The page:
Wednesday, October 1, 2014

In Defense of Domestic Vacations

When my brother and I were growing up, our parents were adamant about taking us places both in Michigan and the US as a whole. In this way, I've been able to visit 22 states (although my goal, of course, is 50) and see a great deal of both peninsulas of my home state. It was, truly, an invaluable experience.

Some of you are going to disagree, I'm sure, emphasizing the wonders of traveling abroad. I've been to Canada, Mexico, the Netherlands, and Belgium, and I value those trips for many reasons. However, being an American writing in America about Americans, I find it essential to my fiction that I know America.

I used to write almost exclusively about suburban Detroit, because that was what I knew. Now I also write about rural, small-town North Carolina, having spent almost a decade living there. Boston/Cambridge will no doubt make appearances in the future, as well as other places I've seen and loved. It is unspeakably important that I am able to write clearly and accurately about these places; in choosing them as settings, I have made a commitment to the cities, their people, and potential readers to be as truthful as possible. Rendering a city incorrectly can alienate or even misinform your readers, and that wouldn't be cool.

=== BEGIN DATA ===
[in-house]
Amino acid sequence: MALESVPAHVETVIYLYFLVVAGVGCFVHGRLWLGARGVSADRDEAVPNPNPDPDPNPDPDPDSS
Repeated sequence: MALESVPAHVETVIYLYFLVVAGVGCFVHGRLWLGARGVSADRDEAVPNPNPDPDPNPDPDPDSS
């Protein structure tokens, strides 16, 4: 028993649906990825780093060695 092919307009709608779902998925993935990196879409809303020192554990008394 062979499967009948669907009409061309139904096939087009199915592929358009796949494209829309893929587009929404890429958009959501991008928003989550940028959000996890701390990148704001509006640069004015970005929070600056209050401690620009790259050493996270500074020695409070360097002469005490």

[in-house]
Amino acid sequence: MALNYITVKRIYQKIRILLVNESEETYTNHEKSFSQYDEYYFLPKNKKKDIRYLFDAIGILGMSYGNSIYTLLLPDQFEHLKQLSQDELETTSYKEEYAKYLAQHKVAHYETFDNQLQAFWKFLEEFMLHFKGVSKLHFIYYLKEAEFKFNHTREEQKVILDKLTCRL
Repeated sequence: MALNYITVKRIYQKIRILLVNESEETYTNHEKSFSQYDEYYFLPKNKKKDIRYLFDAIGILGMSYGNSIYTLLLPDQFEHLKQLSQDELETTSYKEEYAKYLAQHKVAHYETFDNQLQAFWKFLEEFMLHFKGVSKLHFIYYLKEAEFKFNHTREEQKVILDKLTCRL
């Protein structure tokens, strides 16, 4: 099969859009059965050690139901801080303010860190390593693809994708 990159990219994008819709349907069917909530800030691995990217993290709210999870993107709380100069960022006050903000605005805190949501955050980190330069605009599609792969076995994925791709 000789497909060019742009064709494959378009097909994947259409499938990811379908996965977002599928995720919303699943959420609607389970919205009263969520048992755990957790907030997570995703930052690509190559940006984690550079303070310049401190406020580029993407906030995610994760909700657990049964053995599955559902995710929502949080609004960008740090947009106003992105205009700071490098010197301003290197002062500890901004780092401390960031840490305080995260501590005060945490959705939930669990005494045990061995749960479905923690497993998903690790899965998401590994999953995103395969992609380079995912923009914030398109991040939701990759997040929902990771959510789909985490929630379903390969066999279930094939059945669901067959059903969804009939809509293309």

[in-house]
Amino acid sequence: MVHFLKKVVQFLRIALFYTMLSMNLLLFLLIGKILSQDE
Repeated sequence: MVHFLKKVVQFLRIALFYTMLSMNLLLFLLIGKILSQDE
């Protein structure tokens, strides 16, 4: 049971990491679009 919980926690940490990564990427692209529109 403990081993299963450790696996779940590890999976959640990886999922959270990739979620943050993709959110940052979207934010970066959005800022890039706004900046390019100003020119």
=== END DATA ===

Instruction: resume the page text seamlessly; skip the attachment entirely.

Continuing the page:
Repeat excursions are, I think, equally important as the initial trips. For example, back in May, Mom, Dad, and I spent a long weekend in Harbor Springs, Michigan (across the Little Traverse Bay from Petoskey) and made a foray into Mackinaw City. I grew up visiting Mackinaw on a pretty regular basis, but it had been so long since I'd been that I couldn't have fleshed out certain details from memory if I'd been given a pop quiz. Now that I've had a refresher, though, I can consider using the place--and its landmarks that appeal to me most, such as Scalawags--in a story in the near future.

Ultimately, my point is this: I don't consider it to be isolationist when a person chooses to explore the beauty and offerings of our own backyard, which for you might mean your immediate geographic area but for someone else might mean our entire swath of North America. There's so much history to learn and so many really, truly awesome sights to see that it would be a shame not to do so, and an even bigger shame not to include them in your writing so that you might share them with others.


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